Michelle Williams (Danny Abriel photo)

“We now have 30 years of lawyers out doing incredibly important work in their communities and really transforming the legal profession.” 

The process developing the IB&M Initiative in 1989 coincided with consultation for the Marshall Commission and the Breaking Barriers report, and both reports strongly encouraged its continued development and funding. At the time, there were less than a few dozen practising Black lawyers in Nova Scotia, and there had only been a single Mi’kmaq graduate from Dal’s law school. Since then, up to 12 aspiring lawyers have entered law school through IB&M each year. Part of the program’s success is that it provides funding and academic support to students, but Prof. Metallic says the community building and networking component of the program is every bit as critical. “There’s something really special when you create a critical mass,” says Prof. Metallic, herself a graduate of the program. “The graduates continue to have these connections to each other, a network that supports each other, raises each other up. There’s really strength in numbers.”

Fighting unfair stereotypes about its recruits through the years, the program and its graduates continue to inspire change, whether working directly on Indigenous issues or simply by being part of the legal profession. Today, 64 members of the Nova Scotia Barristers Society are Mi’kmaq or Aboriginal as of 2018-2019 (2.2% of total lawyers) and 79 are African Nova Scotian or Black (2.7%). Four IB&M alumni have been appointed to the judiciary: three to the Nova Scotia Provincial Court (including one recently appointed to the Nova Scotia Supreme Court Family Division) and one to the Nova Scotia Supreme Court.

“Meaningful, supported access to legal education is a critical aspect of access to justice,” says Prof. Williams. “It’s about developing the legal skills, training and opportunities that can lead to truly transformative change.”

Barb Hamilton-Hinch is a faculty member in the School of Health and Human Performance whose research includes access issues in education, particularly with respect to Black communities. Thirty years ago, as a student, she was an executive member of the Black Canadian Students Association on campus. The executive was commissioned to write and present a position paper to the Breaking Barriers committee on how Dal could better meet the needs of growing (but still disproportionately low) numbers of African Nova Scotian students.

“The need was so great,” says Dr. Hamilton-Hinch. “If it wasn’t for the Black Student Advising Centre, I think a lot of us probably wouldn’t have finished university. We didn’t see ourselves represented in the classes as students and professors, on the varsity teams, but we at least had a place we could go and let out whatever was happening to us that day.”

Dr. Barb Hamilton-Hinch (Danny Abriel photo)

“The need was so great. If it wasn’t for the Black Student Advising Centre, I think a lot of us probably wouldn’t have finished university.”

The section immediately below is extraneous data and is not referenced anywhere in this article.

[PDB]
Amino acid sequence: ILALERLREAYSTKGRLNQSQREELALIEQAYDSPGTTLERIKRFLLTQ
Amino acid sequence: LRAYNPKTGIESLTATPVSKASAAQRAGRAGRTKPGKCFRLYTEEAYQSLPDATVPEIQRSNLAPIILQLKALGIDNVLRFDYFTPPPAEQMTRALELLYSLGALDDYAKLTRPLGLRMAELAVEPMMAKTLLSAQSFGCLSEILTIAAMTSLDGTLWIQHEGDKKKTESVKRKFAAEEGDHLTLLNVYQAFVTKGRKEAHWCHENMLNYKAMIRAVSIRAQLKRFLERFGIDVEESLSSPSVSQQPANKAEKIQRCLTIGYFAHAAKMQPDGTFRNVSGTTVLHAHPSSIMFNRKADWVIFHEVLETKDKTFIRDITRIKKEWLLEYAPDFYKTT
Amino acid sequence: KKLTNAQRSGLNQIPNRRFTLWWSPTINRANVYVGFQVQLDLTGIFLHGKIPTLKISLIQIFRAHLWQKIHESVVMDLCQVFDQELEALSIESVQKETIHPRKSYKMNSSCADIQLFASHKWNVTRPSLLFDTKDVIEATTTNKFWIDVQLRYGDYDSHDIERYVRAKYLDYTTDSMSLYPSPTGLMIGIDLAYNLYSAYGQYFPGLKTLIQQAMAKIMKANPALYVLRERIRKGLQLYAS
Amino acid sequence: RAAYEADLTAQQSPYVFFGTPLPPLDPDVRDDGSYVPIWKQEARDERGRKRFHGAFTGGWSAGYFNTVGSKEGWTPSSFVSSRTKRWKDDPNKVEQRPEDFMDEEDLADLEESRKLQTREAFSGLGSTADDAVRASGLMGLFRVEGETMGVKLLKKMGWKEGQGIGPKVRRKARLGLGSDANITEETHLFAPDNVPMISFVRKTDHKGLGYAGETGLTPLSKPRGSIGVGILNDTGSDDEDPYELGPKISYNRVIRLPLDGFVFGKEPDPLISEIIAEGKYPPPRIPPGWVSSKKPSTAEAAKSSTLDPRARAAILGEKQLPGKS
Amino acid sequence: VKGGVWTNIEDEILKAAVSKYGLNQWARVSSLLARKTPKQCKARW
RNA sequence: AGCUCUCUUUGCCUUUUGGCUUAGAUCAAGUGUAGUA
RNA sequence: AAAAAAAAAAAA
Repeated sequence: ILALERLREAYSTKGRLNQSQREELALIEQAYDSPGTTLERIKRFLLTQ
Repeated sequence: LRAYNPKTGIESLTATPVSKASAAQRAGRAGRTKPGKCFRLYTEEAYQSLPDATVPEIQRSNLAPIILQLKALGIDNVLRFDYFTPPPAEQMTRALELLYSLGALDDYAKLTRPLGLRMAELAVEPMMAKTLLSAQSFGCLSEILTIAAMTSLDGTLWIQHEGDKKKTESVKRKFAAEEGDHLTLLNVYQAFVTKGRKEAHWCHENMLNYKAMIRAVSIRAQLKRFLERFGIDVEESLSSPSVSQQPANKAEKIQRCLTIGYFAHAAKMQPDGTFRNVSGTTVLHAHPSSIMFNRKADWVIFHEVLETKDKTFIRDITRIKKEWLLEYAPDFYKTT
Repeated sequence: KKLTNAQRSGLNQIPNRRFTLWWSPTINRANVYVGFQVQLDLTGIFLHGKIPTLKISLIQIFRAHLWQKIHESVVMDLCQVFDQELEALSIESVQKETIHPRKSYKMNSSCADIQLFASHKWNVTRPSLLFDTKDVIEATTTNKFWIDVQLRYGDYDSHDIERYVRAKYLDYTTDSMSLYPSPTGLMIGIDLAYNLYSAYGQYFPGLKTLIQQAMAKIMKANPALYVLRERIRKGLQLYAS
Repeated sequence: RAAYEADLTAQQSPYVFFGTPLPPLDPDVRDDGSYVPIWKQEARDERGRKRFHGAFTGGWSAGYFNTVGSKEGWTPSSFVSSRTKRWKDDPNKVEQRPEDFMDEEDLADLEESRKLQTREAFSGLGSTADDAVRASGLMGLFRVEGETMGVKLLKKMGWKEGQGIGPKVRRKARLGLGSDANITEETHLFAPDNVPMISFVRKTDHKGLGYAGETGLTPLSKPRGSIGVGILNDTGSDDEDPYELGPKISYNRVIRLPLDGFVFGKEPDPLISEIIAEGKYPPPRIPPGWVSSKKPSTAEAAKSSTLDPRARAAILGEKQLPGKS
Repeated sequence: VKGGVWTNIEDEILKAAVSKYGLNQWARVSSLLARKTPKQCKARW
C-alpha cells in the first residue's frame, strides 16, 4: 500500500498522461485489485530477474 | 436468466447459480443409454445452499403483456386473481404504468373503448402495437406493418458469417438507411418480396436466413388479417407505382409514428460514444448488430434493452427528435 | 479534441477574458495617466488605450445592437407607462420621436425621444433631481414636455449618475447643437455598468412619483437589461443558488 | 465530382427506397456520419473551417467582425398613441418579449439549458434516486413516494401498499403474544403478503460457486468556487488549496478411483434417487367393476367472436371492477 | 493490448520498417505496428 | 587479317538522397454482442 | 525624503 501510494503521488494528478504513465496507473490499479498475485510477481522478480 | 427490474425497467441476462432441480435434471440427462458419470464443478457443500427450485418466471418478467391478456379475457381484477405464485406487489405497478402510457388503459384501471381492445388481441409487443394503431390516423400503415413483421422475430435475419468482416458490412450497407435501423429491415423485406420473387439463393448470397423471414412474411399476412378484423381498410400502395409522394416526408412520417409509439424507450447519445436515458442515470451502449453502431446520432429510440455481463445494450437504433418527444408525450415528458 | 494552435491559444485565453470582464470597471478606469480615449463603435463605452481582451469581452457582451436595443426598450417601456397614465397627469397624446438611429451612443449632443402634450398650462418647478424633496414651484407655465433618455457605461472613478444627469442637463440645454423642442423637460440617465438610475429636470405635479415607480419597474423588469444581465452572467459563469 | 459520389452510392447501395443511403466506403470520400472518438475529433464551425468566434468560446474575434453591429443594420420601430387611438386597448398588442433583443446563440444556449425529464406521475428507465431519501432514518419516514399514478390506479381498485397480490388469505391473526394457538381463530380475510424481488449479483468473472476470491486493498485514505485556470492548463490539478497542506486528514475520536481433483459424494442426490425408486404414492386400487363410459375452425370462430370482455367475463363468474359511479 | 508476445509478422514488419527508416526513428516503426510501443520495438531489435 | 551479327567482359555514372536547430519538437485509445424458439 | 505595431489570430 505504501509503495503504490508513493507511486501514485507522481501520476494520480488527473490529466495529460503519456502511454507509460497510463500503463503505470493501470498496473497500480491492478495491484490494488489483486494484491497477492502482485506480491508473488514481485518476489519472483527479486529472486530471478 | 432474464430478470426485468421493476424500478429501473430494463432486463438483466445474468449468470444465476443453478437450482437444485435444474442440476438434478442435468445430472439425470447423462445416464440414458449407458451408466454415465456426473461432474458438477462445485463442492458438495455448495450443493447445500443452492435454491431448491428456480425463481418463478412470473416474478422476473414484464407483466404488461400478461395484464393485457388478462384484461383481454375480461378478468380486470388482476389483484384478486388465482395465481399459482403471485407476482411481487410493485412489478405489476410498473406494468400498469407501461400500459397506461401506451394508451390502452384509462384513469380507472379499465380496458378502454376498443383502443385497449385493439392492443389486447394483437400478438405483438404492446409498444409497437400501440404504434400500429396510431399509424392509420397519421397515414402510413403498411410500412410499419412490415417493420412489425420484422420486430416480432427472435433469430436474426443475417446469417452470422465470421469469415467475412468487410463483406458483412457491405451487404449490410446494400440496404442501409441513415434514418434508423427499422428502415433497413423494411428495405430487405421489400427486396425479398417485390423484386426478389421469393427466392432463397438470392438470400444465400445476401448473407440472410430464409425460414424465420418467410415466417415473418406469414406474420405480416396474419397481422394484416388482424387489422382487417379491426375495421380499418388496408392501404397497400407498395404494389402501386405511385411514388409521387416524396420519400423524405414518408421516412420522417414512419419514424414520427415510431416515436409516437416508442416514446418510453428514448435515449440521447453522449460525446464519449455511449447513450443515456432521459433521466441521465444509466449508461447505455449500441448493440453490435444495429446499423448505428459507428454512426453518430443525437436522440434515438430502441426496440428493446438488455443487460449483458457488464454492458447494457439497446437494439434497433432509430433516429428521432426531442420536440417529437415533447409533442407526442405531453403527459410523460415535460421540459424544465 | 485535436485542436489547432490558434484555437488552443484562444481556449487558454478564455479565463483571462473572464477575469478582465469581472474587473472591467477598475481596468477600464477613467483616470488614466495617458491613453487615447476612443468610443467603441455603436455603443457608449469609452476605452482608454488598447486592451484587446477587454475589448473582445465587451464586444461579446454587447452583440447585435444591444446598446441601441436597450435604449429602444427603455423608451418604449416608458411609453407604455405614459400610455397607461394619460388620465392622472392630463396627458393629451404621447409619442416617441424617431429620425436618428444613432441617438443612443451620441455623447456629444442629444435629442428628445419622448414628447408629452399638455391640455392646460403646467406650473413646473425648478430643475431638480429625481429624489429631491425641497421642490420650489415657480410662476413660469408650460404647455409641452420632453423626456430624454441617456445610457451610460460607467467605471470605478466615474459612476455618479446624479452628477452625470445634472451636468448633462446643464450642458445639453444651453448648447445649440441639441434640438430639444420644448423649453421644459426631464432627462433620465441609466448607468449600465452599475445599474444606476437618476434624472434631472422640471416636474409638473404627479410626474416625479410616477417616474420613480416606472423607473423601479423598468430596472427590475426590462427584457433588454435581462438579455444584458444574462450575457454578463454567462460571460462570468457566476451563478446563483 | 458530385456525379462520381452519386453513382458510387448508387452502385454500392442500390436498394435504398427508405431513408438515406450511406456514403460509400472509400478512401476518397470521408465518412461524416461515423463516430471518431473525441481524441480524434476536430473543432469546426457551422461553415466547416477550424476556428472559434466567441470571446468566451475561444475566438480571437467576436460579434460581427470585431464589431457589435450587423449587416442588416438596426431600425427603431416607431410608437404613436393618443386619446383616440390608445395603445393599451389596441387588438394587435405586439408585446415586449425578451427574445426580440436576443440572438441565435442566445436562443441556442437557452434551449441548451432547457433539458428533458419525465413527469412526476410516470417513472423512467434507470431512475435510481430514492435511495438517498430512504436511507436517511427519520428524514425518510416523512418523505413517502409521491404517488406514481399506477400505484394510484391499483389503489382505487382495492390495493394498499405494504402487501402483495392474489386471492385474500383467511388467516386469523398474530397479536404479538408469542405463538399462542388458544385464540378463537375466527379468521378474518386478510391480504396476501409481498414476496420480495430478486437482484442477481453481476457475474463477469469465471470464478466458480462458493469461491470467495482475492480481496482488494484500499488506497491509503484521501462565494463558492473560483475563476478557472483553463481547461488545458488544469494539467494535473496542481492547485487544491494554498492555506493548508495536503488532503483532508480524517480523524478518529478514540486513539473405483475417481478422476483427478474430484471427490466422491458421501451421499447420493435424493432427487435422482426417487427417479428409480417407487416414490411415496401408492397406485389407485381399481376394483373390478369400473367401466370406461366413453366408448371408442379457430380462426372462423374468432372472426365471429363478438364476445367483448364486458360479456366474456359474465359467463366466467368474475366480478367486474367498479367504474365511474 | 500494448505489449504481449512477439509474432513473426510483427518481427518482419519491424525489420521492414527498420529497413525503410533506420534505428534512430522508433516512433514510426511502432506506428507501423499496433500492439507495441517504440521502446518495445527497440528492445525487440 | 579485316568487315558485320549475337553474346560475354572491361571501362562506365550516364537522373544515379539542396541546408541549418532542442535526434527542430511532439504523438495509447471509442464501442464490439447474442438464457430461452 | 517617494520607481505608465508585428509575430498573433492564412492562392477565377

When it launched in the fall of 1989, the Black Student Advising Centre (BSAC) shared a small corner of the Student Union Building with the Accessibility Centre. The space was limited, but the way it provided a “home away from home” for Black students—many of whom commuted from rural communities—made it an essential part of the university community very quickly. After graduating, Dr. Hamilton-Hinch would find her way back to BSAC, serving as its director for nearly a decade before handing over the reins to its current director, Oluronke Taiwo. Known as “Ronke” to most, Taiwo is a familiar face at Dal convocations, attending every ceremony to cheer on her students with an enthusiastic cry of, “Walk it, baby! Walk it!”

“I say that because they have cried on my shoulder, and I have known when they’re going through hardships,” she says. “All their lives, systemic racism is what they’ve gone through. When they come to campus, they can find themselves in a class where maybe, out of 500 students, there’s only one or two others who look like them. Some of the students have come to me after experiencing that saying, ‘I’m done, I can’t do this.’ I’m the one telling them, ‘You can do it.’”

“They have cried on my shoulder, and I have known when they’ve gone through hardships. I’m the one telling them, ‘You can do it.’” —Oluronke Taiwo

Today, BSAC shares a house on Edward Street with the Indigenous Student Centre, hosting two computer labs, a meeting room, a lounge and other offices. Taiwo organizes scholarship receptions, Writing Centre workshops, a mentoring program, birthday parties—even a special Open House-style campus visit program for Black students across Nova Scotia. “I want them to have the full university experience—not just the not-so-good things that can sometimes happen around them,” she says. “When we come together like that, we have the time to relax, to talk, to eat, to get to know each other more. It makes it about a lot more than advising—it’s where students support each other. It’s that home away from home; it’s a community.”